At church, we make it an unspoken “policy” to stay away from blatantly political discourse. That doesn’t mean, however, that we are unable or unwilling to take a stand on the issues of right and wrong. Christ himself speaks numerous times throughout his ministry about being the salt of the earth and the light of the world in a world of darkness. In essence, it’s our job to call out right and wrong for exactly what it is.
It wasn’t long after the tragic events in Charlottesville, Va., last month that commentators hit the airwaves in an attempt to dissect what was wrong with our country and why racism and racist events — with some turning violent — seem to be on the rise.
Easy answers are nowhere to be found. And when someone offers up an “easy answer,” it’s typically nothing more than a trite platitude, as the words “easy” and “answer” typically don’t go beside each other in real life.
But what we should shoulder as our responsibility, regardless of whether we lean to the left, the right or fall somewhere in the middle, is that violence against others because of their beliefs is not something Jesus would condone. Ever.
And for that reason, it’s also our responsibility to let it be known that we will not tolerate groups that are spreading any kind of hatred, be it political or otherwise.
Every generation has the collective “moment” that is forever seared into our minds as the day horrific reality becomes just a little bit too real. Whether Pearl Harbor, the assassination of JFK or MLK or the events of Sept. 11, we remember right where we were. For my generation, the escalation of religious and/or racial violence began with Sept. 11 and hasn’t stopped since. While each act of violence is separate and horrific in its own right, all the senseless attacks and terrorism of the last sixteen years share one common denominator — they are wrong because Christ is not a savior of hate.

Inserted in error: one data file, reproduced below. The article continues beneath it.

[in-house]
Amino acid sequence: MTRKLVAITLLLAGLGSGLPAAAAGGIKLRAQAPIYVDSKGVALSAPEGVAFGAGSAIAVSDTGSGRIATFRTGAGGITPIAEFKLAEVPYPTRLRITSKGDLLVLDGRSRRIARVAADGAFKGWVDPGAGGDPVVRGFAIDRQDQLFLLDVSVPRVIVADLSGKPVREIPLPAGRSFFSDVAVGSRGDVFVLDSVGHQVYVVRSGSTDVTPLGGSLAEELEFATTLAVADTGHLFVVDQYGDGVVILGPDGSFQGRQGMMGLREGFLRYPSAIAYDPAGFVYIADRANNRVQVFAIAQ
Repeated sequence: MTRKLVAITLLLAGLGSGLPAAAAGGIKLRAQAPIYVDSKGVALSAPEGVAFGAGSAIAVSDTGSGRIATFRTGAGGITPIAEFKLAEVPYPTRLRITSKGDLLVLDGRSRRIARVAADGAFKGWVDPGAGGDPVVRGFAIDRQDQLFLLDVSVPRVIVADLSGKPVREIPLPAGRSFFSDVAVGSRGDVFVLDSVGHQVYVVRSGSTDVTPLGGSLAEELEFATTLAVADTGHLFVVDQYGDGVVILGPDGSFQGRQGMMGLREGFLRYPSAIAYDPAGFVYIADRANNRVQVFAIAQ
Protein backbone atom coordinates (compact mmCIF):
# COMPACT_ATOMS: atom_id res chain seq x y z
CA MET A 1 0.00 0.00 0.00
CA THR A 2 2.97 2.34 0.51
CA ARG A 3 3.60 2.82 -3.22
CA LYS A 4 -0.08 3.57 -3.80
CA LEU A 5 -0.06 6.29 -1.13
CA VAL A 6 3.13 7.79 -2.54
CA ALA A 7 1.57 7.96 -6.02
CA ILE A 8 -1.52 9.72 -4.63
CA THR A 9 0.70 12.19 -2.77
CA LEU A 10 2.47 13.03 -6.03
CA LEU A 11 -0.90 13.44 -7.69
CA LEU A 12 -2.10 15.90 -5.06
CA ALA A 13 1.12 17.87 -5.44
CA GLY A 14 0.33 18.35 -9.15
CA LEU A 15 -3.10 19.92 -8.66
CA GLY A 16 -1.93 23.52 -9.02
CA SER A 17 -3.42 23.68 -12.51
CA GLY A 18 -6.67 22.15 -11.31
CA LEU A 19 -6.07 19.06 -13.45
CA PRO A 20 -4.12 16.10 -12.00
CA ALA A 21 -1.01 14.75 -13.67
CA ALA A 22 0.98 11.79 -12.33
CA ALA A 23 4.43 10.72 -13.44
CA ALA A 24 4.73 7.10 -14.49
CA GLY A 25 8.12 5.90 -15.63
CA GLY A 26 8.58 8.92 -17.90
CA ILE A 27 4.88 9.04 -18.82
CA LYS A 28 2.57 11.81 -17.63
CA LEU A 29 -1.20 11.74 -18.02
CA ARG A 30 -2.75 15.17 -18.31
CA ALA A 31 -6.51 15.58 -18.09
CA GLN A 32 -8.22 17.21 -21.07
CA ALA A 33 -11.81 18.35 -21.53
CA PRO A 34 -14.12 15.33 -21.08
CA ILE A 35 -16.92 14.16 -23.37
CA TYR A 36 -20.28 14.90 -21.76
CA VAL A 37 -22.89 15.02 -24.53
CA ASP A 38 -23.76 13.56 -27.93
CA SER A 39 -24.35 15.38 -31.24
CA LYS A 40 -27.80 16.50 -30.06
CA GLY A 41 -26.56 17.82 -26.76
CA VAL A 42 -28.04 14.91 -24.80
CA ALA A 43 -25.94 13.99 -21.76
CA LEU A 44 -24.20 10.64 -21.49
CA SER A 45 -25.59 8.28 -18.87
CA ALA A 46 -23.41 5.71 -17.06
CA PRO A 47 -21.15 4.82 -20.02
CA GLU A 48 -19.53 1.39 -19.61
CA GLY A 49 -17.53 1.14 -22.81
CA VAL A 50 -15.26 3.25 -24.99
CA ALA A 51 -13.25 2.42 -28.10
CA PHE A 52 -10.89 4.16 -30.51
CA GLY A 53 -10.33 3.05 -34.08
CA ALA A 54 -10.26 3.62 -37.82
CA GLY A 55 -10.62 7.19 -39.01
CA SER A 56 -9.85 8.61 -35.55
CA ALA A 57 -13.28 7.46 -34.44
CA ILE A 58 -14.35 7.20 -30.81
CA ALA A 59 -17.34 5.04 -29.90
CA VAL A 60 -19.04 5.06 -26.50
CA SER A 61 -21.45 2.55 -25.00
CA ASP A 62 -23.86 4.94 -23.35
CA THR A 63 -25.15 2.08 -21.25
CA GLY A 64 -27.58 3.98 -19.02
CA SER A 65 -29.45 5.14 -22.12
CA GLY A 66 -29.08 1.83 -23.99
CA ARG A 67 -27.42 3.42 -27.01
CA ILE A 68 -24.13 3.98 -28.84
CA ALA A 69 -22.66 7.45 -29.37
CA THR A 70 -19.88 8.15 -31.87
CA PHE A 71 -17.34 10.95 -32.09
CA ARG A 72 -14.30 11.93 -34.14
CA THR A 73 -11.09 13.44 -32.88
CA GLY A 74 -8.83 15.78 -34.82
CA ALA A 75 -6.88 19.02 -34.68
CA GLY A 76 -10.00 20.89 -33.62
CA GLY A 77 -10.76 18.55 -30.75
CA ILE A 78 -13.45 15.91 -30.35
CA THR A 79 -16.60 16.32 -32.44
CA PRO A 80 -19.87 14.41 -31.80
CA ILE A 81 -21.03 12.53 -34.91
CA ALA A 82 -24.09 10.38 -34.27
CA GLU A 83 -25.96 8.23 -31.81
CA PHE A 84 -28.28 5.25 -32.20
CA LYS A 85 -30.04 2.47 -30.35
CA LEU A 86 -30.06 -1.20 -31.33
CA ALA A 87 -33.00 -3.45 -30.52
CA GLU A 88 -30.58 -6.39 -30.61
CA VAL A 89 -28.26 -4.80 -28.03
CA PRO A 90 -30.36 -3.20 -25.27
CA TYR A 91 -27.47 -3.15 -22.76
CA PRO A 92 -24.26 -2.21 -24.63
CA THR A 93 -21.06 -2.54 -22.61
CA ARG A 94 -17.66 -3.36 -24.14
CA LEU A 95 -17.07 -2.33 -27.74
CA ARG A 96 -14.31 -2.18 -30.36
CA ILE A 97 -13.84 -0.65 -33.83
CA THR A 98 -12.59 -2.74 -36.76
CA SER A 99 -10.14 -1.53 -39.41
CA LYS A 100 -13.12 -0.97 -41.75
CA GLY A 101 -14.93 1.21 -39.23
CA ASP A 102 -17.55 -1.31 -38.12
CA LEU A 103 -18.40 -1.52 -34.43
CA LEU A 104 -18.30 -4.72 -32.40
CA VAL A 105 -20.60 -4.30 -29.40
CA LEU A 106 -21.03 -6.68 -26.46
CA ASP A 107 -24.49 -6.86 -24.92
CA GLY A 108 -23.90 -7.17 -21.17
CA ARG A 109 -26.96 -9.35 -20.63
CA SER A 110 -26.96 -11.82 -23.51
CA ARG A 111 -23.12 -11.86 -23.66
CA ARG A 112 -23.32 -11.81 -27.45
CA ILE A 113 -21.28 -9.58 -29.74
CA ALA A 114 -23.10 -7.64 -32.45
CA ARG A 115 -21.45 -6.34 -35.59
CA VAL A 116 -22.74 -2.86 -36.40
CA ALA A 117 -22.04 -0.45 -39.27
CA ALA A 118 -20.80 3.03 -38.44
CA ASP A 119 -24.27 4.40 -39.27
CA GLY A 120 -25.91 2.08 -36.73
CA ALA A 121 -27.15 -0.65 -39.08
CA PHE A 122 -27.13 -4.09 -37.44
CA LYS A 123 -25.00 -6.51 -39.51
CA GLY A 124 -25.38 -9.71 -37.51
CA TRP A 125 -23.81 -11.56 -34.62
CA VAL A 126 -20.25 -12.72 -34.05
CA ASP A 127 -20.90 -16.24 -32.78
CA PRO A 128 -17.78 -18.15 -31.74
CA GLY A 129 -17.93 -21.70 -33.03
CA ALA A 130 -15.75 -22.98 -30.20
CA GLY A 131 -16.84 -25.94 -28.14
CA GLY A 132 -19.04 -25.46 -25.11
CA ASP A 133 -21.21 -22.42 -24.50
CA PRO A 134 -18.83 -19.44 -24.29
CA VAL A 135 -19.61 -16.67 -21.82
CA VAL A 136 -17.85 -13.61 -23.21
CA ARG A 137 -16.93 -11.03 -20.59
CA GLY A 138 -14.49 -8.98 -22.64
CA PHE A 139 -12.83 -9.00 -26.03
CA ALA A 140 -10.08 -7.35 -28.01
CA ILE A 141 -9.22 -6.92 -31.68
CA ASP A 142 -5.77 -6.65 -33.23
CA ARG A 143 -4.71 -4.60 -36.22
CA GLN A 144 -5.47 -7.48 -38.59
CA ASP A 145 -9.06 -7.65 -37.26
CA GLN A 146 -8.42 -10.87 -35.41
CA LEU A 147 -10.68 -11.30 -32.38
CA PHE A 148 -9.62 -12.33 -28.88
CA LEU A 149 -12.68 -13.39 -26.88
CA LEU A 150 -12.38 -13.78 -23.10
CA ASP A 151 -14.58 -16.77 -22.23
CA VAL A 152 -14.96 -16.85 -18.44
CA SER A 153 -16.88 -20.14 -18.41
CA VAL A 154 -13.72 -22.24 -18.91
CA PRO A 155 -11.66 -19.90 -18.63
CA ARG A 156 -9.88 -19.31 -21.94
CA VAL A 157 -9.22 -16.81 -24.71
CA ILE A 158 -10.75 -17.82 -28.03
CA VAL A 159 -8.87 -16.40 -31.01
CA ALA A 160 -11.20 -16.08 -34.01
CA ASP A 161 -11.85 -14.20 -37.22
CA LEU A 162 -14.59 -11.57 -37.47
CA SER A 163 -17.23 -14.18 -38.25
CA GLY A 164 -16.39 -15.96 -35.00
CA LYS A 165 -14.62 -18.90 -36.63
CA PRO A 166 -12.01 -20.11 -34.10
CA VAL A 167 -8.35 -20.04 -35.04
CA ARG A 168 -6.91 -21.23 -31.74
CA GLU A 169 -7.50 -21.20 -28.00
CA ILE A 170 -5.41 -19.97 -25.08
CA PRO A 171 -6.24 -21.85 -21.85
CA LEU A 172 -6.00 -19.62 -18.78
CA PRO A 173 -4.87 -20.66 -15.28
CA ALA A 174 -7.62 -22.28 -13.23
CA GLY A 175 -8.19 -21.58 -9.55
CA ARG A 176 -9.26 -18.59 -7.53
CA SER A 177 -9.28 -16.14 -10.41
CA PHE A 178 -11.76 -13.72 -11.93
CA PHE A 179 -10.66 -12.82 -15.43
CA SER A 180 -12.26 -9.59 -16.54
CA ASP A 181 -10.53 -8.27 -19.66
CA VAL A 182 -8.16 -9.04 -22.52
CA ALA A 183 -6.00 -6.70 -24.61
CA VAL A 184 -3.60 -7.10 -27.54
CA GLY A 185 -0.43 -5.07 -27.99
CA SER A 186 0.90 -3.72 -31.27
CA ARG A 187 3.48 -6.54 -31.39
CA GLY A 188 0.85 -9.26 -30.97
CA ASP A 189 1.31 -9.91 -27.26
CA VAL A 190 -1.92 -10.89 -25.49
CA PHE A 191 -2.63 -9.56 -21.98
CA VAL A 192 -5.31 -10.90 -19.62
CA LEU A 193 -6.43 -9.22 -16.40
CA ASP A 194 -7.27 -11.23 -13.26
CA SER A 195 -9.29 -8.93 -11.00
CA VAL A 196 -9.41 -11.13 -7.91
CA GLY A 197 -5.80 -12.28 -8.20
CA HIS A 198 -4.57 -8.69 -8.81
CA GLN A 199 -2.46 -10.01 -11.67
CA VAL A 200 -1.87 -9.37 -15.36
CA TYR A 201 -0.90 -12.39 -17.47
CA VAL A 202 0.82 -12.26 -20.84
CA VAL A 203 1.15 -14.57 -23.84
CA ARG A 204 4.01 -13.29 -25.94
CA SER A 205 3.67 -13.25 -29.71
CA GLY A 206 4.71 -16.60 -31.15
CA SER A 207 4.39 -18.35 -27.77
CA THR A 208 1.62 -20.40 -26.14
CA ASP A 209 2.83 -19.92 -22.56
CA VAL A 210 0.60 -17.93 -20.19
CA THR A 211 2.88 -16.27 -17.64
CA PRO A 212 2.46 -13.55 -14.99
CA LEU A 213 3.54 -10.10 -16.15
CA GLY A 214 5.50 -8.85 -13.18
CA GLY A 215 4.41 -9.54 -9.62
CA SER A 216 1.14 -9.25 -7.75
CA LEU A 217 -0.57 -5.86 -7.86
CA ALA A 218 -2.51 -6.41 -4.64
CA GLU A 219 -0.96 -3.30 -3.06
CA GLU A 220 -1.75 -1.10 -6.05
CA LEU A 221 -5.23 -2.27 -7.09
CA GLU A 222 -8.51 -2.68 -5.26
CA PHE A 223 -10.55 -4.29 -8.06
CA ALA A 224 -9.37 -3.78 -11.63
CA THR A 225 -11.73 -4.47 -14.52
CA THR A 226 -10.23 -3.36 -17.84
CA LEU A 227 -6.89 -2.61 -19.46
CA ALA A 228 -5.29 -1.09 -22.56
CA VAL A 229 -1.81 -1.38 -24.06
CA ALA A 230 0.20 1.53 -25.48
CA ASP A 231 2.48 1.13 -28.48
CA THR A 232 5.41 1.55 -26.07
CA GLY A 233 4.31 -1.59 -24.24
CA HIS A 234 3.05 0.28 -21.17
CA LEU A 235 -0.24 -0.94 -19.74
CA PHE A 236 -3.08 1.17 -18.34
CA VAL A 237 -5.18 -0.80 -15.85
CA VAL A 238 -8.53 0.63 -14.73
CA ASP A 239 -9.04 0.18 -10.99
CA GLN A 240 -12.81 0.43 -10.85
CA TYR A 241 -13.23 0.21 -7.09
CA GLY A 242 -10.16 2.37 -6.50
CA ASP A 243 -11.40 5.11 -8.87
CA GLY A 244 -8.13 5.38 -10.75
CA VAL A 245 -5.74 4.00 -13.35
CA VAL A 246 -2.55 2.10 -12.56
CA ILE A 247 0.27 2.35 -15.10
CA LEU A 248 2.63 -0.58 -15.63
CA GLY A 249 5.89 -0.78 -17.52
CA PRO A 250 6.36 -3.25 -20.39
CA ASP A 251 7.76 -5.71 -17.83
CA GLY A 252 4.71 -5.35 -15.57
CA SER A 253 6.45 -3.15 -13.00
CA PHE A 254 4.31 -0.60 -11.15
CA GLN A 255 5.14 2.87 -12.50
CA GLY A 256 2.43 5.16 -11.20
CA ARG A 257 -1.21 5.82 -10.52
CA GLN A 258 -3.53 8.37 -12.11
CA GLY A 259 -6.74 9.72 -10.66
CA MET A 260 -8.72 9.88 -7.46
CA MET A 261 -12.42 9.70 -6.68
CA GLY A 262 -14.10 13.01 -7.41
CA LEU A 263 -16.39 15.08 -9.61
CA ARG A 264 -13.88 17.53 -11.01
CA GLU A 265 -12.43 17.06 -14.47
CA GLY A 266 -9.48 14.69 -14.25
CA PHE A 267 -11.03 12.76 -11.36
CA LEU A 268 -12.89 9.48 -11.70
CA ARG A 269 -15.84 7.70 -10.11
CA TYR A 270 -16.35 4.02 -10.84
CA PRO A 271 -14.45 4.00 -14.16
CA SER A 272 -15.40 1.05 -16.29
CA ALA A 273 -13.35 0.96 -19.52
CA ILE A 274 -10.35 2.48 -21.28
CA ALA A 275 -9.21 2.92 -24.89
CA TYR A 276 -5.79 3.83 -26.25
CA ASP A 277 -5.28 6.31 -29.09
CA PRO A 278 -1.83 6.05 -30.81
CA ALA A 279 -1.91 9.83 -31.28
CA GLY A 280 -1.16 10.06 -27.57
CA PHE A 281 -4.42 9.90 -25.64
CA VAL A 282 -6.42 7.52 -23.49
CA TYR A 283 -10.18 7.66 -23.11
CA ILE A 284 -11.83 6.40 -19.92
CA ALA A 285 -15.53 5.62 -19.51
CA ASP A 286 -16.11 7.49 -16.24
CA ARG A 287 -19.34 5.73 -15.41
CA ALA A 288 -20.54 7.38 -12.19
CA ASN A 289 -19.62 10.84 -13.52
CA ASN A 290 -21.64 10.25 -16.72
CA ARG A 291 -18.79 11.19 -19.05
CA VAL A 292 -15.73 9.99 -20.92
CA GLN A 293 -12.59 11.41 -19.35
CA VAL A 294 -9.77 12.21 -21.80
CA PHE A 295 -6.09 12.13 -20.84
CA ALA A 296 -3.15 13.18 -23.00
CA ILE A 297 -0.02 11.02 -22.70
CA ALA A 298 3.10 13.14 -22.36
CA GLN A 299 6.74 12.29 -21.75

As one of my many favorite Christian singers, Natalie Grant, recently pointed out online, we must point out violence for what it is — violence is evil, regardless of the “reason” behind the hatred. We must choose to love our neighbors, as we are commanded to do. And we must not tolerate any “ideology” that suggests otherwise.
Christopher Dixon is the Chief Operating Officer of eLectio Publishing (electiopublishing.com) and the pastor of West Finley Baptist Church near Fordland, Mo.